Rather than remove Foster, add a tribute to August Wilson
With all the attention being paid to the Stephen Foster memorial, I’ve waited for someone to suggest a statue of playwright August Wilson (1945-2005) for Oakland, near the Carnegie Library.
He was a Pittsburgher born and bred who wrote a cycle of 10 plays (nine set in Pittsburgh) about the black experience in 20thcentury America, one play for each decade. He won two Pulitzer Prizes and had a theater in New York’s theater district named after him (2003) as well as the August Wilson Center in Downtown Pittsburgh (2009). His house in the Hill District was listed on the National Register of Historic Places (2013).
Wilson quit high school after being falsely accused of plagiarism by a teacher, then continued to educate himself at the Carnegie Library, which in 1989 gave him an honorary high school graduation certificate, as advocated by activist library director Robert Croneberger.
Wilson was proud of this and considered himself a graduate of the library, which enabled black empowerment through self-education.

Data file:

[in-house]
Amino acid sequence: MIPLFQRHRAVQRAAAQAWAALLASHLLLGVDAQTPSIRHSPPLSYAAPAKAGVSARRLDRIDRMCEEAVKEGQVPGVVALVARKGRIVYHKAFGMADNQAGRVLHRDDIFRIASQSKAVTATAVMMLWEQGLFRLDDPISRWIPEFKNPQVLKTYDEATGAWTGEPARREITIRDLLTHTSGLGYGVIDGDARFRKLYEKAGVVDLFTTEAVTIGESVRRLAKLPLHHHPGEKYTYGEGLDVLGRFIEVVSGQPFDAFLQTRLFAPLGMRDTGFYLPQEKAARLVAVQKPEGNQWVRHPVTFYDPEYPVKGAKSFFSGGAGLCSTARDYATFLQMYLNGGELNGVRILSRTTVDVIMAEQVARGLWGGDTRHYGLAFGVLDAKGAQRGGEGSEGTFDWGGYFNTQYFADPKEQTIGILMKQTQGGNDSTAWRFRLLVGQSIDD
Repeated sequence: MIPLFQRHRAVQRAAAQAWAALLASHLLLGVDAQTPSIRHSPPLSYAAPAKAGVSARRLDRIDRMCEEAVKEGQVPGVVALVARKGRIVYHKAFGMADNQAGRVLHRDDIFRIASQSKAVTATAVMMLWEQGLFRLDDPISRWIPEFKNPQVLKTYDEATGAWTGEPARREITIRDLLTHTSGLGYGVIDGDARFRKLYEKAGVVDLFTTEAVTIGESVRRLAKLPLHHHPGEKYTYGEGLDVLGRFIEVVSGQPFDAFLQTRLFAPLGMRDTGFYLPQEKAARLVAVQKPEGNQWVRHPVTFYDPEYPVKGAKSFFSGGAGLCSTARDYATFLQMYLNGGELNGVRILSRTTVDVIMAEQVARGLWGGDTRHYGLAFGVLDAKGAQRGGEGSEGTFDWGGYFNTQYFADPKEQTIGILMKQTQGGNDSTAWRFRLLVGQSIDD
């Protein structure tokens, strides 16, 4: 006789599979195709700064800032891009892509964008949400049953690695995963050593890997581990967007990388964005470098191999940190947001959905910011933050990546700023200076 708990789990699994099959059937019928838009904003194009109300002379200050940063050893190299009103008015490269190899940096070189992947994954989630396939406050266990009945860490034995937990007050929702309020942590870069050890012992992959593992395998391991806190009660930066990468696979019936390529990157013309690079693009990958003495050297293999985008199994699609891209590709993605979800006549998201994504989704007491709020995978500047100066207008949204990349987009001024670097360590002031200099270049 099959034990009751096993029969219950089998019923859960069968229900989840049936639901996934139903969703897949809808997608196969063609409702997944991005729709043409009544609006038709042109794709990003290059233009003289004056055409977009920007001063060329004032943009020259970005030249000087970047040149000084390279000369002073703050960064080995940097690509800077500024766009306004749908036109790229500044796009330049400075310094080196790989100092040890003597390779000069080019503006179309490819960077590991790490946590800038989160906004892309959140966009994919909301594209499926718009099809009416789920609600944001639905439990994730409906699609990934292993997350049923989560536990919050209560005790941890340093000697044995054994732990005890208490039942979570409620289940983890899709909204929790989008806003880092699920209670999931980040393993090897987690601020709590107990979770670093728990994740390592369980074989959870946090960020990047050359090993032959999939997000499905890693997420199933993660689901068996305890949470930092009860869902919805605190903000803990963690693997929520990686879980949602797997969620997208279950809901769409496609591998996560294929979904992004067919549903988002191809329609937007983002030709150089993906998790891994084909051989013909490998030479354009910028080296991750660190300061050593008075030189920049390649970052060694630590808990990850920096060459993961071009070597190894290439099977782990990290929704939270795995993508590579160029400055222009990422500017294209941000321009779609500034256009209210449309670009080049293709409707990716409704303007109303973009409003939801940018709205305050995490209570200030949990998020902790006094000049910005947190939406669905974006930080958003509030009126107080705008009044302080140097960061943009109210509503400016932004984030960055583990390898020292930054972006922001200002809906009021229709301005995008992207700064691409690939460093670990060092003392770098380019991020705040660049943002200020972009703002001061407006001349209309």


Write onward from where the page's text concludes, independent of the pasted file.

In front of Carnegie Library and Institute in Oakland, with its names of great writers — Dickens, Voltaire, Shakespeare and Emerson — we could easily (perhaps) have a realistic statue of playwright Wilson, with the titles of his successful plays carved in the base of the monument, just as Robert Burns’ statue at Phipps Conservatory bears the names of his famous poems.
Wilson is buried in Greenfield Cemetery in O’Hara, near his mother, sister and grandmother. On his tombstone is his provocative epitaph: “Wherever you are you are. I’m here.” Could we repeat that on his monument?
Instead of removing from Oakland the statue to Pittsburgh’s greatest songwriter, Stephen Foster, we could simply add nearby a statue to Pittsburgh’s greatest playwright, August Wilson. How hard is this?
The civic-minded librarian Bob Croneberger would have voted for it. ROBERT GANGEWERE